Location: Location not imported yet.Title: Management implications of conservation tillage and poultry litter use for Southern Piedmont USA cropping systems) Author
Submitted to: Nutrient Cycling in Agroecosystems
Publication Type: Peer reviewed journal
Publication Acceptance Date: 9/7/2009
Publication Date: 9/22/2009
Publication URL: http://www.springerlink.com/content/100322/?k=endale
Citation: Endale, D.M., Schomberg, H.H., Jenkins, M., Franklin, D.H., Fisher, D.S. 2010. Management implications of conservation tillage and poultry litter use for Southern Piedmont USA cropping systems. Nutrient Cycling in Agroecosystems. On-line. DOI 10.1007/s/0705-009-938-Z. 88:299-313. Interpretive Summary: Integrated studies of agricultural system are needed so that we can understand interactions between multiple parts of the system. Over a 14 year period, researchers at the USDA-ARS in Watkinsville GA, in cooperation with researchers at University of Georgia in Athens GA, examined the many interactions occurring within conventional and conservation tillage systems incorporating conventional or alternative fertilizer sources (poultry litter). The study was conducted on a facility instrumented to measure runoff and drainage. No-till had more drainage and less runoff then conventional tillage differences emerging two years into the no-till operation. Cover crops effectively reduced nitrate losses in subsurface drainage. Improvements in soil quality were observed with conservation tillage and poultry litter over the last 10 years of the research. Soil carbon and nitrogen increased as did earthworm populations. Poultry litter alone and in combination with no-till greatly enhanced corn and cotton production. After 10 years of poultry litter use some nutrients and metals (P and Zn) had accumulated to excessive levels. This occurred because poultry litter was applied based on the nitrogen requirement of cotton and corn. No-till and poultry litter led to elevated dissolved phosphorus concentration in runoff. Although fecal indicator bacteria (E. coli and fecal enterococci), and the hormones estradiol and testosterone were detected in subsurface drainage and overland runoff there was no difference between the fertilizer and tillage treatments. Economic and ecological factors must be balanced to insure sustainability of agricultural systems and may not be apparent until sufficient time has passed to elucidate clear patterns or shifts. System responses might have been different during drought in six of the fourteen year of study than they would have been under normal precipitation periods. Such long-term and holistic datasets are needed by producers, extension and regulatory agency personnel to meet sustainable management goals.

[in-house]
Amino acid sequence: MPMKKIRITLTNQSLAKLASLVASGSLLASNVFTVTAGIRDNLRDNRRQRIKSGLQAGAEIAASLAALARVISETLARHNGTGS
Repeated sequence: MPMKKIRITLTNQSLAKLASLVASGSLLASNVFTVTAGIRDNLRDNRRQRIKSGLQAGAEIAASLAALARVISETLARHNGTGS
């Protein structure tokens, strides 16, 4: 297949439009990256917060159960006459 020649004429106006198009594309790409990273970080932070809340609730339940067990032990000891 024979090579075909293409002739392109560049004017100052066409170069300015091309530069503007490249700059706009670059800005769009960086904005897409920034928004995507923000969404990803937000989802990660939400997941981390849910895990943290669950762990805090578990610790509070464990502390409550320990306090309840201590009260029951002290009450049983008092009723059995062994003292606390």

Technical Abstract: Soil and water resources must be protected to meet the growing need for food production in the 21st century. Greater adoption of conservation tillage and judicious use of animal manures as fertilizers will be needed to meet this challenge. Identifying and understanding the many interactions occurring within agricultural systems is fundamental to developing sustainable systems for soil and water protection. In the early 1990’s researchers from USDA-ARS at Watkinsville, Georgia, and the University of Georgia began investigating multiple interactions within conventional and conservation cropping systems that included poultry litter (PL) as a nutrient source. Increases in C and N with conservation tillage and PL resulted in improved soil structure that altered the infiltration rate on the instrumented plots. Runoff decreased in conservation tillage but drainage increased raising the risk of leaching of nitrate into the soil profile. However, early work showed that the presence of a rye cover crop during the winter reduced the losses of N compared to no cover crop or a legume cover crop. Biological activity as indicated by earthworms was greater with conservation tillage and PL. Soil nutrient accumulation, particularly P and Zn, began to increase due to use of poultry litter in corn production reaching excessive levels in few years due to higher rates needed to meet the demand of corn. No-till and poultry litter led to elevated dissolved phosphorus concentration in runoff. During this same time, losses of fecal indicator bacteria (E. coli and fecal enterococci), and the hormones estradiol and testosterone were observed in subsurface drainage and overland runoff but they were similar across all treatments indicating that other environmental factors were controlling these organisms and hormones. In all but the very driest years, yields of cotton and corn increased 20 to 35% with conservation tillage and poultry litter. In our analysis, economic benefits were proportional to environmental risks up until when the soil P and Zn concentrations became excessive; at that point use of poultry litter became a negative within the system. Other risk factors were not large enough to alter the management practices being implemented. However, drought in six of the fourteen years of research might have contributed to this.